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The Issue Coastal management is the dealings surrounding the management of development along the coastline with sustainability- being able to meet the needs of future generalizations while capitalizing the use of desired areas of the coasts for residential and commercial purposes.
My written report on coastal management will revolve around the main issue explored in our field trip which is the gradual erosion of the foredune on Collaroy beach, and its effects on stakeholders (incl. residents, developers, specialist groups). This report will also include the decision making processes considered by the management (both local and state), as well as the descriptions of their actions/strategies, and thus the results of their policies.
The LocationOur site of interest, Collaroy beach is located in the suburbs of Northern Sydney, in the state of New South Wales, Australia. Collaroy is part of the local government area of Warringah Council and part of the Northern Beaches region. Collaroy is well known for its excellent surf beach which joins with Narrabeen Beach in the north and Long Reef and Dee Why Beach in the south.
Also in close proximity is the Dee Why Lagoon as well as the Long Reef Head.
Collaroy beach is the most highly capitalized shoreline in the Warringah local government area, featuring beachfront houses and apartments built on the edge of the sand including the famous Flight Deck Apartments.
Geographical ProcessCoastal erosion is the loss of land along the shoreline due to the natural removal of beach and dune material in response to changing wave and water conditions.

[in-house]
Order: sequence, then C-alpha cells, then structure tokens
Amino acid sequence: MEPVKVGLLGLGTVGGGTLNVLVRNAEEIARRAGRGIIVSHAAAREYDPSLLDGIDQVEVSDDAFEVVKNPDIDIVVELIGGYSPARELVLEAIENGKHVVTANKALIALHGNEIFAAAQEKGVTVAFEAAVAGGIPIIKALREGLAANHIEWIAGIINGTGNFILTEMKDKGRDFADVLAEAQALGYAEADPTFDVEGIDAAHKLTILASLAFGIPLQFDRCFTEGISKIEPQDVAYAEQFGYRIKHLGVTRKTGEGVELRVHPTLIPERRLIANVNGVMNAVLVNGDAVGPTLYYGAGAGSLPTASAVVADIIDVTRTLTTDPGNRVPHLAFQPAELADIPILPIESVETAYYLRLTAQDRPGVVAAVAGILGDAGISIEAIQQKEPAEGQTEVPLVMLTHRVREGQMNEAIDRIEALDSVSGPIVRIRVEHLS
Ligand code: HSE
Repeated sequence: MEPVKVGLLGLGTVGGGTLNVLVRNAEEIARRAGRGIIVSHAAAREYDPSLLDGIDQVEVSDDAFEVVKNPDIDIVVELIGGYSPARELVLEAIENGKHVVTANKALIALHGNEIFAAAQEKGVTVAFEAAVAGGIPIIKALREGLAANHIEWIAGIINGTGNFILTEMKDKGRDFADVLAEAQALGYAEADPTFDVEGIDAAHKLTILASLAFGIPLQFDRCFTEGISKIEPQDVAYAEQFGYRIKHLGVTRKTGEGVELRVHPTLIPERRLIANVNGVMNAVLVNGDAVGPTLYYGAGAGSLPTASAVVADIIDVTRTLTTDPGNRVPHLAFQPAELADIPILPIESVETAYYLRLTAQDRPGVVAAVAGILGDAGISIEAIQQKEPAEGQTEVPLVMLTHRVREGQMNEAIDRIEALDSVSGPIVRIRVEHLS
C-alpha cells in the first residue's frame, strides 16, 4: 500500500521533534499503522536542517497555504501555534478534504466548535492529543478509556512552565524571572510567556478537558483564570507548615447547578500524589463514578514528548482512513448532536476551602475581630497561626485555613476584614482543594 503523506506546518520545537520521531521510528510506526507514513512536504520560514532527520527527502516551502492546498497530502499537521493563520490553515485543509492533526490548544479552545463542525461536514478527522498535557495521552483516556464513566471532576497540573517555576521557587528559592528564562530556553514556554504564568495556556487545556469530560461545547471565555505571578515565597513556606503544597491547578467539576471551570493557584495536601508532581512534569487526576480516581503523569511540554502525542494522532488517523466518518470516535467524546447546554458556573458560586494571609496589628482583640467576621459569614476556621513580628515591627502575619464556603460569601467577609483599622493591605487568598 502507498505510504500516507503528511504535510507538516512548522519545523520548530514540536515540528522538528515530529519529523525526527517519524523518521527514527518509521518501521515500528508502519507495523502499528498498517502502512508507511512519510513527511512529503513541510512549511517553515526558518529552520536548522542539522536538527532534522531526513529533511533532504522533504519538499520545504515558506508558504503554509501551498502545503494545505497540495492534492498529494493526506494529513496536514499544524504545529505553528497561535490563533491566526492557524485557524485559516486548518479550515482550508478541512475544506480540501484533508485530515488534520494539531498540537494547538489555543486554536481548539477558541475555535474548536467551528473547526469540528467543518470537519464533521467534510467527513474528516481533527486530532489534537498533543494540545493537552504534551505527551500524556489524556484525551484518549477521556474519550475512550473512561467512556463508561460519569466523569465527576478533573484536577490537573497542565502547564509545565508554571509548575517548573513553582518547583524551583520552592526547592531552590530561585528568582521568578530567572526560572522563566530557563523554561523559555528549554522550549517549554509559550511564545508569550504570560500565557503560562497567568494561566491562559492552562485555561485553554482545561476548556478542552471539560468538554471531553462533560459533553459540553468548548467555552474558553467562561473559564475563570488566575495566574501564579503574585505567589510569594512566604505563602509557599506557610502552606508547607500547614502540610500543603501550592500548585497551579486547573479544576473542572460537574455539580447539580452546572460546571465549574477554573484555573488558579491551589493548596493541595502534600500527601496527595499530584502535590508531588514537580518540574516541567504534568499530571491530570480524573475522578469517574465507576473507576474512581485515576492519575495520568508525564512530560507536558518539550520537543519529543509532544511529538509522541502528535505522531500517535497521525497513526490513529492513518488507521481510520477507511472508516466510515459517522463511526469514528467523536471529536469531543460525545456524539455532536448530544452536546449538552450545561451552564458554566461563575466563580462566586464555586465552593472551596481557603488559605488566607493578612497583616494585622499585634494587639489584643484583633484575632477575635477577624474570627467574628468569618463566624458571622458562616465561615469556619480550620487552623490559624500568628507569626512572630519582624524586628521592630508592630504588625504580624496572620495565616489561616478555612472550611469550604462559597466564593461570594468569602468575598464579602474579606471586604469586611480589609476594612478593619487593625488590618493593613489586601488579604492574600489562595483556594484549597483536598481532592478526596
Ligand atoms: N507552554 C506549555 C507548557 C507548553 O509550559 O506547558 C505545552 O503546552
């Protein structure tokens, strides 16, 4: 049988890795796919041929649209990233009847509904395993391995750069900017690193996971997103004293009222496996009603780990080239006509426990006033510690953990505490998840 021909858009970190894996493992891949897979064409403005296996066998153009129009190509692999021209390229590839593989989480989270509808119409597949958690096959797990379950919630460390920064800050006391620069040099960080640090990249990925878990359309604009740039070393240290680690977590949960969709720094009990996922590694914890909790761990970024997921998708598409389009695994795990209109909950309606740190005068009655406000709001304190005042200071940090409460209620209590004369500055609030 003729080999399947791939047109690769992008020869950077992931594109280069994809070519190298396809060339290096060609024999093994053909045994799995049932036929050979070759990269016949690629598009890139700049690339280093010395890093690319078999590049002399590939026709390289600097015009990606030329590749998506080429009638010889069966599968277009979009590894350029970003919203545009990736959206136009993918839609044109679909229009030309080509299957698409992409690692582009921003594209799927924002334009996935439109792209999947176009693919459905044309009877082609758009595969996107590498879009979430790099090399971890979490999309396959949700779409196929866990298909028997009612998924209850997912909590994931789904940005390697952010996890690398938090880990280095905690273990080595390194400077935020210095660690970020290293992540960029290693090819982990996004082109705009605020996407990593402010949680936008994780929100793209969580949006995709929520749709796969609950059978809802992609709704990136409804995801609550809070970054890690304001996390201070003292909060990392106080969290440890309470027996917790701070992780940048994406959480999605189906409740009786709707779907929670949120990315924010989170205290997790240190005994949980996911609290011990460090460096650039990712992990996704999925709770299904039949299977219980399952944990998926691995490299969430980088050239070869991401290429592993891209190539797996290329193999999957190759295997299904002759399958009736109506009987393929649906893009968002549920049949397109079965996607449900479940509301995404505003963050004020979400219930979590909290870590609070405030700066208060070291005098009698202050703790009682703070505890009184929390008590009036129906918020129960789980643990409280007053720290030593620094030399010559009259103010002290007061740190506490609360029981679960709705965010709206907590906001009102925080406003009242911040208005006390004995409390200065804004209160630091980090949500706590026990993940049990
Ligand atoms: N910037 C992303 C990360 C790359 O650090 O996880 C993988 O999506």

Buildings and facilities located within the ‘active’ beach system, or areas subject to coastal erosion can be undermined and may even collapse.
Approximately 60 percent of the NSW open coastline is characterised by sandy beaches. These beaches are dynamic environments undergoing continual cycles of erosion and accretion in response to the action of tides, wind and waves. In many places, existing foreshore development has been built within the ‘active’ beach system and is at risk from coastal erosion.
The extent of beach erosion during a particular storm event depends upon a variety of factors that include:•The wave conditions and elevated water levels generated by the stormThe most prominent of these processes involves waves and the currents that they generate, along with tides Waves are generated by wind blowing over a body of water and are ultimately responsible for the construction and erosion, as well as transportation of beach sediments.
Waves are classified into two groups: swell waves or sea waves. The incoming tide of a wave is called a swash while the outgoing tide is called a backwash.
Swell waves are more powerful and cause erosion, whereas sea waves are less violent and encourage deposition. Large swell waves are usually accompanied by a storm, and the swell may become big enough to be classified as a ‘king tide’. A king tide’ arrives at Narrabeen-Collaroy Beach once or twice annual and has a devastating effect on the beach, eroding the beach until a near vertical erosion scarp is exposed. The sand than is deposited offshore to form a sand bar.
Immediately following coastal erosion events on sand beaches, a near vertical erosion scarp of substantial height can be left. If buildings are located close to the vertical erosion scarp, they may be at-risk of structural damage. Instability of the escarpment may pose a hazard to beach users following storms with recorded instances of children and beach users buried by the collapsing sand face.
•The presence of rip cellsA rip cell is a area with a strong surface flow of water returning seaward from near the shore). It is often called a “rip tide” However along with water returning seaward, much of the beach sediments are eroded as well helping to hasten the process of erosion.